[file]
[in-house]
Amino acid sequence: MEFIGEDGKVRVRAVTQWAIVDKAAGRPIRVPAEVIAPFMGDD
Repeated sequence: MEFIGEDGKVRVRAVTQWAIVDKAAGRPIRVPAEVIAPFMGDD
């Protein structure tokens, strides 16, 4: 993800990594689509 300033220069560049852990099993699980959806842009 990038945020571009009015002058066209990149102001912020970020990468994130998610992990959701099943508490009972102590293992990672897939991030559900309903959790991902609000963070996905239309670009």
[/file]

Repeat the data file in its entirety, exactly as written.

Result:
[in-house]
Amino acid sequence: MEFIGEDGKVRVRAVTQWAIVDKAAGRPIRVPAEVIAPFMGDD
Repeated sequence: MEFIGEDGKVRVRAVTQWAIVDKAAGRPIRVPAEVIAPFMGDD
């Protein structure tokens, strides 16, 4: 993800990594689509 300033220069560049852990099993699980959806842009 990038945020571009009015002058066209990149102001912020970020990468994130998610992990959701099943508490009972102590293992990672897939991030559900309903959790991902609000963070996905239309670009």